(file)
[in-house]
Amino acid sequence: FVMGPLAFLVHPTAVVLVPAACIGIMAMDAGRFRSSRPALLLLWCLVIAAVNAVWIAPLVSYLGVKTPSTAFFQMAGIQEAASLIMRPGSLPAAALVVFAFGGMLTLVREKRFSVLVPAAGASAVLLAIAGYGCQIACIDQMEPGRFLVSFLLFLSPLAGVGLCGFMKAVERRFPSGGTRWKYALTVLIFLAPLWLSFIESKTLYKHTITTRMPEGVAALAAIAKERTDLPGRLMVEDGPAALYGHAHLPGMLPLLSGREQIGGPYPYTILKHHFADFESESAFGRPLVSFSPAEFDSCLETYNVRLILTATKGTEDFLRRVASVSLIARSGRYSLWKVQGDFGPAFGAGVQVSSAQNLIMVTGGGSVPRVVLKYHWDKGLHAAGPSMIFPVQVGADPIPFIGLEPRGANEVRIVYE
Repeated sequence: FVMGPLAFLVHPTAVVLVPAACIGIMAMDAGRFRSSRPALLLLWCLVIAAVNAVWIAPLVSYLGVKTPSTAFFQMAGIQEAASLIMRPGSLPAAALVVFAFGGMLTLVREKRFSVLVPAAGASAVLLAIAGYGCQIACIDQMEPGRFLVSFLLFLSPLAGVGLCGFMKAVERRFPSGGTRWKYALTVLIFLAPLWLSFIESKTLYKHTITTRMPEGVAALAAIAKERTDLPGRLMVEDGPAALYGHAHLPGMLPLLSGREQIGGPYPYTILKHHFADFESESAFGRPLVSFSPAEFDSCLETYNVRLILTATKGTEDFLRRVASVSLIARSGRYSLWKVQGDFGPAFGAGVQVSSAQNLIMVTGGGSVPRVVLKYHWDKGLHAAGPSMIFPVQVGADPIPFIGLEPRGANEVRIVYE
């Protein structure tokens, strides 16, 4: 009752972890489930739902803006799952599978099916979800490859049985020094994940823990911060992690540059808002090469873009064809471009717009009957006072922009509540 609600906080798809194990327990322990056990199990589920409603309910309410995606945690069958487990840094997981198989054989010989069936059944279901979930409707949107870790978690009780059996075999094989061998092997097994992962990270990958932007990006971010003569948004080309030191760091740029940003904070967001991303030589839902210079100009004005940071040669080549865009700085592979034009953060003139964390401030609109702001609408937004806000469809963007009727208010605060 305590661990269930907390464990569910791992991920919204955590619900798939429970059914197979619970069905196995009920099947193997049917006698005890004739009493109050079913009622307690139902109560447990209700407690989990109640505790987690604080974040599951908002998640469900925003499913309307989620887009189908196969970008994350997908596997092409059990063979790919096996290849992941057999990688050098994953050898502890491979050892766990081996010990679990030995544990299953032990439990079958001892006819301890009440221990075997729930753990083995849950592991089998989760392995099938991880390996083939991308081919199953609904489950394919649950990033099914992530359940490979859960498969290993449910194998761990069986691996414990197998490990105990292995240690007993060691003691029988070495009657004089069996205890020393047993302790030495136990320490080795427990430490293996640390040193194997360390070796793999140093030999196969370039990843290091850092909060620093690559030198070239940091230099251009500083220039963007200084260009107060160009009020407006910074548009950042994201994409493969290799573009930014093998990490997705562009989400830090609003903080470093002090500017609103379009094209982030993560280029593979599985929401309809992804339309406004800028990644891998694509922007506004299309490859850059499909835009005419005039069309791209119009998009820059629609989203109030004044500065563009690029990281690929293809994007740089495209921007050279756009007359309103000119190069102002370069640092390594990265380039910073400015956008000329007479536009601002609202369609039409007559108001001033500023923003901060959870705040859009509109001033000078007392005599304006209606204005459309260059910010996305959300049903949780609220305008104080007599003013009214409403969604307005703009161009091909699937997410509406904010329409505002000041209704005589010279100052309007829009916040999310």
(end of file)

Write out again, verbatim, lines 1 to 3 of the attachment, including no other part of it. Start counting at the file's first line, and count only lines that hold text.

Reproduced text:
[in-house]
Amino acid sequence: FVMGPLAFLVHPTAVVLVPAACIGIMAMDAGRFRSSRPALLLLWCLVIAAVNAVWIAPLVSYLGVKTPSTAFFQMAGIQEAASLIMRPGSLPAAALVVFAFGGMLTLVREKRFSVLVPAAGASAVLLAIAGYGCQIACIDQMEPGRFLVSFLLFLSPLAGVGLCGFMKAVERRFPSGGTRWKYALTVLIFLAPLWLSFIESKTLYKHTITTRMPEGVAALAAIAKERTDLPGRLMVEDGPAALYGHAHLPGMLPLLSGREQIGGPYPYTILKHHFADFESESAFGRPLVSFSPAEFDSCLETYNVRLILTATKGTEDFLRRVASVSLIARSGRYSLWKVQGDFGPAFGAGVQVSSAQNLIMVTGGGSVPRVVLKYHWDKGLHAAGPSMIFPVQVGADPIPFIGLEPRGANEVRIVYE
Repeated sequence: FVMGPLAFLVHPTAVVLVPAACIGIMAMDAGRFRSSRPALLLLWCLVIAAVNAVWIAPLVSYLGVKTPSTAFFQMAGIQEAASLIMRPGSLPAAALVVFAFGGMLTLVREKRFSVLVPAAGASAVLLAIAGYGCQIACIDQMEPGRFLVSFLLFLSPLAGVGLCGFMKAVERRFPSGGTRWKYALTVLIFLAPLWLSFIESKTLYKHTITTRMPEGVAALAAIAKERTDLPGRLMVEDGPAALYGHAHLPGMLPLLSGREQIGGPYPYTILKHHFADFESESAFGRPLVSFSPAEFDSCLETYNVRLILTATKGTEDFLRRVASVSLIARSGRYSLWKVQGDFGPAFGAGVQVSSAQNLIMVTGGGSVPRVVLKYHWDKGLHAAGPSMIFPVQVGADPIPFIGLEPRGANEVRIVYE